The Audacity of “Some Students”

“Some students” just don’t take the proper precautions.

To prevent sexual assault, I mean. Some students just don’t take the proper precautions. MPD Lt. Hedgecock tells us “students in the area are at similar risk” as a woman who was “sexually assaulted” in Burleith several weeks ago “if they do not take safety precautions.”

Georgetown Girl is a blog about issues of sex and gender I encounter in my life. Sexual assault is very much a gender issue, both in the prevalence of female victims and in the way we treat those female victims based on sexual history, etc. Sometimes, I see the way we treat those female victims – with absolutely paternalistic, “I know better than you do, this shit wouldn’t happen to you if you locked your door” attitudes – spill over into the way we treat all students.

Just by the virtue of us being students, they expect us to fuck up.

Sounds familiar, doesn’t it, ladies?

You totally wouldn’t get raped if you just stopped walking back from Sellinger to your T Street house at midnight. You idiot.

For “students” instead of “women,” it translates into:

Nothing would happen to you if you stopped doing your grocery shopping when you finally have time at night, and then walking back to your S Street house. That’s the reason you got mugged. It wasn’t because someone mugged you. Also, stop buying beer. It’s bad for your health and your relationship with the neighbors.

So imagine my UTTER SURPRISE when it turned out Lt. Hedgecock took the crime of breaking-and-entering and RAPE and told The Hoya “This was a preventable crime.”

Oh, except for when the problems ACTUALLY involve entering a home “by removing an air conditioning unit attached to a window.” Except for that minor detail, this was totally a preventable crime.

Georgetown students: by the virtue of not locking your doors, you caused this rape to occur.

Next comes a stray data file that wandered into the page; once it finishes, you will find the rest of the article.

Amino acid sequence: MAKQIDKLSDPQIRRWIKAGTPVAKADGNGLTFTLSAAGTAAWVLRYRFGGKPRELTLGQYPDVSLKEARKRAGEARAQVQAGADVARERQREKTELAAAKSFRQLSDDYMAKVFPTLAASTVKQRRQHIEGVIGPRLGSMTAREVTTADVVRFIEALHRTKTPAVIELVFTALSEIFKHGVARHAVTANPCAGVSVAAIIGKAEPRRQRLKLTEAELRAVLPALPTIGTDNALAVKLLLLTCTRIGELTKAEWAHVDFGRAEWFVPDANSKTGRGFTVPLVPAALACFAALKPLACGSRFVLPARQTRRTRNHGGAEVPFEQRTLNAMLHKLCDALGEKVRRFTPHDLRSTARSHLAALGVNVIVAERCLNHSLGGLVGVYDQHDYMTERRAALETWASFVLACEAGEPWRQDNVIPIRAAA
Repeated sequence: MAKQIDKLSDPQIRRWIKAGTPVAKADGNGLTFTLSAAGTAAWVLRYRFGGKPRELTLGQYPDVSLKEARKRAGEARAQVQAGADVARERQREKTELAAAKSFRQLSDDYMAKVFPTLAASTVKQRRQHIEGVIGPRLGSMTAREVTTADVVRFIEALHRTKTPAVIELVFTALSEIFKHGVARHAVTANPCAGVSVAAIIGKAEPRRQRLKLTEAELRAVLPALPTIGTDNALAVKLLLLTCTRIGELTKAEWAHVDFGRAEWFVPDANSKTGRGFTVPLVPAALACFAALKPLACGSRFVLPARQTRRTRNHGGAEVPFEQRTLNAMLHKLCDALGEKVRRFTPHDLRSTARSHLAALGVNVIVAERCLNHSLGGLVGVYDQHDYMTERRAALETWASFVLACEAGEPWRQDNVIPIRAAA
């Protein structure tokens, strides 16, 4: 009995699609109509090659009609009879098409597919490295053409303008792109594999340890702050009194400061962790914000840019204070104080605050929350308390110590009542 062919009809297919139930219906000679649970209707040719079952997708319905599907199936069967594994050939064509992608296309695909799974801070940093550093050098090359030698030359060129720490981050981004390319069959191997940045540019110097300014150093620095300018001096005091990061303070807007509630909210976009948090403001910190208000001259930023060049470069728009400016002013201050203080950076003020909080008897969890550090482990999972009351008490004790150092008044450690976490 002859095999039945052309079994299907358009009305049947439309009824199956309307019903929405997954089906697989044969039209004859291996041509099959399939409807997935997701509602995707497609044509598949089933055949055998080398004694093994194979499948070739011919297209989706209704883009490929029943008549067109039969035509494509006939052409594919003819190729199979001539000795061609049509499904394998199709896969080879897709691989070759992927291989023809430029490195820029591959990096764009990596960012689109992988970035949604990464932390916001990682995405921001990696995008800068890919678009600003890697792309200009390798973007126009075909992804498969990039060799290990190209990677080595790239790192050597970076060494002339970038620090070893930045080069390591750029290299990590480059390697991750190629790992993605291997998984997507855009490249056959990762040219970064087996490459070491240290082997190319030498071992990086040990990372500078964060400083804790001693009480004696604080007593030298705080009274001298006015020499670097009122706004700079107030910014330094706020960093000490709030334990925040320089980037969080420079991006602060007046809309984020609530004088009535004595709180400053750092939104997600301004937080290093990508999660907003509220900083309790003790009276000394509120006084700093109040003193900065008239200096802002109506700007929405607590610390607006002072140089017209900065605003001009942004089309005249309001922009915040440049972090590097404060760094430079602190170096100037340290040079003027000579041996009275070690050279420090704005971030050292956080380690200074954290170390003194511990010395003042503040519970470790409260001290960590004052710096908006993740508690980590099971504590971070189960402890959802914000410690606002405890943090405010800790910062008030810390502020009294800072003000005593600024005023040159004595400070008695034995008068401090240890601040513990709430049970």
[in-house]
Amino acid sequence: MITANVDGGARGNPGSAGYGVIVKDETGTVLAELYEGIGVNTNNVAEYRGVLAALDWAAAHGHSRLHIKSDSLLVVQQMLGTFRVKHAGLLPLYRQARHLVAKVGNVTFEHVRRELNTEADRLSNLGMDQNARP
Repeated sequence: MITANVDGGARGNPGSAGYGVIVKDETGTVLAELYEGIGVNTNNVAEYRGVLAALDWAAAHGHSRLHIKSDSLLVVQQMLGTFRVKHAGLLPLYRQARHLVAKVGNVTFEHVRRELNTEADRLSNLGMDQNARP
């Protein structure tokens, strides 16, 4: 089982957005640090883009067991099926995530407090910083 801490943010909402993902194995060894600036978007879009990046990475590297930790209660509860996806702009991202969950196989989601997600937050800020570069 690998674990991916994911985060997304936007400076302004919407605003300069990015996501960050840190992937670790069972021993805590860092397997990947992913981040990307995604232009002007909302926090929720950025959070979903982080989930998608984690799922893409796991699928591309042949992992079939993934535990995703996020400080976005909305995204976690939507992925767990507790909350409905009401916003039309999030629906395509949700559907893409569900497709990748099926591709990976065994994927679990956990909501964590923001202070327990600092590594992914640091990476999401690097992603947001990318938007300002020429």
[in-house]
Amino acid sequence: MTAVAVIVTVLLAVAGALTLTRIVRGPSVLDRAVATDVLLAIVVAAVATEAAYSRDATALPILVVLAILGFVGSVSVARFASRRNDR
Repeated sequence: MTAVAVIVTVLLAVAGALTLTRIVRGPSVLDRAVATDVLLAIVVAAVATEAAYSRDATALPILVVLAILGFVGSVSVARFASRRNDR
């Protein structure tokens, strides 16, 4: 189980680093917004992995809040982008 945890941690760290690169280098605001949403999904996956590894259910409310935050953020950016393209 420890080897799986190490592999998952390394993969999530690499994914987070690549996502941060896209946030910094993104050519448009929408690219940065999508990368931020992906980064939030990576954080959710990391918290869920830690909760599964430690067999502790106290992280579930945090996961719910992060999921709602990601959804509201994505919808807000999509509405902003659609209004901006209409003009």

You’re probably rolling your eyes at me right now. You’ve heard this bullshit before. You’re as unsurprised as I am.

But I wanted to bring out this paternalistic message towards all students. This is something a lot of women are used to getting stuck with. I think a lot of male students, though, sometimes don’t realize what this paternalism feels like, which is why there’s so much backlash from men, in particular, when I bring it up in casual conversation. Courtesy of The Hoya, here’s why we get pissed off:

“This was a preventable crime. Students have to lock their doors and protect themselves by staying in groups,” Hedgecock said. “Lots of these folks are brand-new at living on their own. Georgetown is a wonderful place, but it is in a big city and is prone to the dangers of a big city.”

I’m sorry, but there is no way this crime could have been prevented by heeding Lt. Hedgecock’s advice. As far as we know, the victim was following all of the conventional advice. To not only misclassify the crime as a sexual assault instead of rape, but to essentially blame the woman who was raped by claiming the crime was preventable, is unacceptable, at the very least.